2 x bananas, 2 x cup rolled oats, 1 cup water, 2tbsp vinegar (to reduce mould growth), 1 tbsp sugar and a pinch of yeast
6 x tbsp instant mash, 1 tbsp vinegar, 1 tbsp sugar, 1 x pinch of yeast
I will add more information about the success of each recipe. Let’s hope the flies like their new food.
As part of my project at The Edge which continues my engagement across Art, Science and Technology, I am seizing the opportunity to learn more about genetics, particularly consumer genetics and the rising services that promise to reveal insights into what makes you, you. Consequently, I have decided to have my DNA analysed by the US company 23andme.
23andme website screenshot.
While I have been aware of the existance of companies like 23andme for some time, Lone Frank’s book My Beautiful Genome re-sparked my interest in the topic. For only $99, the company claims to “empower you to better manage your health and wellness” and offers “over 200 personalized health & traits reports”, as well as access to the “largest genealogical DNA database in the world”.
I must admit that I am skeptical as to how taking part in genetic testing will empower me to manage my health, given my understanding that genes are only part of the story. Indeed, the functioning of genes (i.e. switching on and off) is determined on a micro and macro scale by a number of factors such as hormones and environment. As Matt Ridley comments from his book Nature via Nuture:
The truth is that nobody is in charge. It is the hardest thing for human beings to get used to, but the world is full of intricate cleverly designed and interconnected systems that do not have control centres […] It is the same with the body. You are not a brain running a body by switching hormones. Nor are you a body running a genome by switching on hormone receptors. Nor are you a genome running a brain by switching on genes that switch on hormones. You are all of these at once (1999, p.151).
So, while I don’t think gene testing is the answer, it is difficult to anticipate how I might react if the test identifies me as having an increased risk for a particular disease/condition. Will increased risk be something I will even share publically? At this point, I think I am most comfortable sharing ancestry info. In any case, it all remains to be seen. Expect an update soon!
In anticipation of our upcoming Slime Mould Maze Madness Workshop, we have imported a new Edge pet. S(he) is growing really well and seems to be enjoying the delicious rolled oats. We have finally received our lab agar, so I will be plating out additional cultures today.
Slimey the mould.
With our ongoing contamination issue in the basement, I think I will sub-culture ye olde Slimey in Lab 2 upstairs.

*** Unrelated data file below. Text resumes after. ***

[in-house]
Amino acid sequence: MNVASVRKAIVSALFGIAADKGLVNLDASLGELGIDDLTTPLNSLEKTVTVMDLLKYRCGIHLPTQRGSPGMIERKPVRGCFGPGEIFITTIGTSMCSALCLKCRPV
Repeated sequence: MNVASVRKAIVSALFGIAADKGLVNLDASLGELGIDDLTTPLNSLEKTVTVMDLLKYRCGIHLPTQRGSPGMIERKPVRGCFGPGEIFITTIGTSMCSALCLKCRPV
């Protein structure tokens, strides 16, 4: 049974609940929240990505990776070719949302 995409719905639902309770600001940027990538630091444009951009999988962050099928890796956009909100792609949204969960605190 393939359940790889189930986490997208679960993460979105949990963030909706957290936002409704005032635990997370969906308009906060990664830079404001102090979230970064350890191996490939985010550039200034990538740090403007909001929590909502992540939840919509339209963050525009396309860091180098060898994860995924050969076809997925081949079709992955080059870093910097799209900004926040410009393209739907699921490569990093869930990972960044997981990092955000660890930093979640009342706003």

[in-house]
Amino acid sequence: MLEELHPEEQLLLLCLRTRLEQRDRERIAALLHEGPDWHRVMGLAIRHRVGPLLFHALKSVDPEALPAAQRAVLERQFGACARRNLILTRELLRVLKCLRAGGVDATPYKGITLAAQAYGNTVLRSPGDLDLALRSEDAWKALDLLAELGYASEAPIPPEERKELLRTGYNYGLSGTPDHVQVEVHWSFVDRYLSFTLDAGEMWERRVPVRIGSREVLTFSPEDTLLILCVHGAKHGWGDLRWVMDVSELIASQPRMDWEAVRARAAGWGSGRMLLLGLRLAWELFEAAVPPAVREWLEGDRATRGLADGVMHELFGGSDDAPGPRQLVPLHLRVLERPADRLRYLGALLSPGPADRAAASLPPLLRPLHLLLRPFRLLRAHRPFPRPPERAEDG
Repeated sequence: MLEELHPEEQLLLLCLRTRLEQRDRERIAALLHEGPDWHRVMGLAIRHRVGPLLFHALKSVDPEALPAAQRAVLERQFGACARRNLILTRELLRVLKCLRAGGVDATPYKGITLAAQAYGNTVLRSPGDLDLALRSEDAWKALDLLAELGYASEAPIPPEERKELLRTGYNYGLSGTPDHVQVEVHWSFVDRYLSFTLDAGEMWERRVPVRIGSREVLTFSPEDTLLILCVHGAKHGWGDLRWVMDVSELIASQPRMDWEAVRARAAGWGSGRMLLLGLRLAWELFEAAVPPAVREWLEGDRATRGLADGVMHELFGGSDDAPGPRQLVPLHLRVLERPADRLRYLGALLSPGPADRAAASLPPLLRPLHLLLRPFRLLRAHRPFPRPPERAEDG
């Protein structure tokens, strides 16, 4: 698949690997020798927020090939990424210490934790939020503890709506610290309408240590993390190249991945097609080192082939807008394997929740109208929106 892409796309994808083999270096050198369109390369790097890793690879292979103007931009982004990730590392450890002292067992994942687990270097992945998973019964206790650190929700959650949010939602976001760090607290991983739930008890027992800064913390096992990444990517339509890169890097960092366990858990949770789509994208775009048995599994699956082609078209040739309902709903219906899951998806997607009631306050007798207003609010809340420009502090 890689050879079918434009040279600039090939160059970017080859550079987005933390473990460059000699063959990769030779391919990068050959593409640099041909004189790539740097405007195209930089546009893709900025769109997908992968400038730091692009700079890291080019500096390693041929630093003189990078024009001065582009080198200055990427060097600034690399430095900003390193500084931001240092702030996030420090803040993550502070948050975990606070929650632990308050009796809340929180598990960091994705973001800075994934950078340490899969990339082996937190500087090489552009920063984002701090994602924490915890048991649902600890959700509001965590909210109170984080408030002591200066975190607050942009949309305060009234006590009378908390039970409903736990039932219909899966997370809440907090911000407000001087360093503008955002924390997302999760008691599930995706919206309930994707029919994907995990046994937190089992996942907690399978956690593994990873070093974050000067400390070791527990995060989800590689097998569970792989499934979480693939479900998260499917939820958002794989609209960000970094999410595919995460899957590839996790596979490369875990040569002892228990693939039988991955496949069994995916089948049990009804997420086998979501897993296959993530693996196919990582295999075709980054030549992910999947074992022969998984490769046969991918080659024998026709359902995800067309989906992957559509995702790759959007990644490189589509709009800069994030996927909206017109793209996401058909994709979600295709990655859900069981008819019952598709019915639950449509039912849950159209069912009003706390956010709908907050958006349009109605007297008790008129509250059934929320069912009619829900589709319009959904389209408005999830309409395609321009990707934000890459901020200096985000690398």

Well…a lot has happened over the last few weeks. I have officially set up camp in the pretty well decked out basement space, complete with microscope bench, non-food fridge, microwave and plant culture area. The great (or frustrating, depending on your perspective) thing about biology is that you often get unexpected results and infestations. Some are pretty cool, while others are rather annoying and can really hinder your progress. One of the cool ones is the recent discovery of algae, bacteria and protists that I may have brought in on some plant cuttings and roots from home. I discovered them when the base of my beaker in the lab space started to become increasingly green.
Some unexpected life discovered in a beaker of plant cuttings at The Edge.
While I am certainly not an expert in this area, I think we are dealing with chorella algae, as they certainly look the part. The algae in the beaker are single celled and non-motile, both characteristics of this particular type of algae. Chorella is also a common pond ‘scum’ in Australia, so it is certainly possible that they hitched a lift to The Edge on the roots of some of the plants I brought in. If they are chorella, then I am pretty happy as this means that this miniature pond is pretty safe. Indeed, chorella has even been labelled a potenial ‘superfood’ and future nutrient source. The other organisms that populate this little micro-world are more difficult to identify. If anyone has any ideas….please let us know…
Some other unexpected visitors include these little red-eyed Drosophila (fruit fly). A fruit fly must have laid eggs into some of my plant ‘sludge’ that I was using to experiment with making paint from plant materials. A few weeks later, and we have a thriving little community of flies. A lesson for me to be more careful with my material preparation and storage!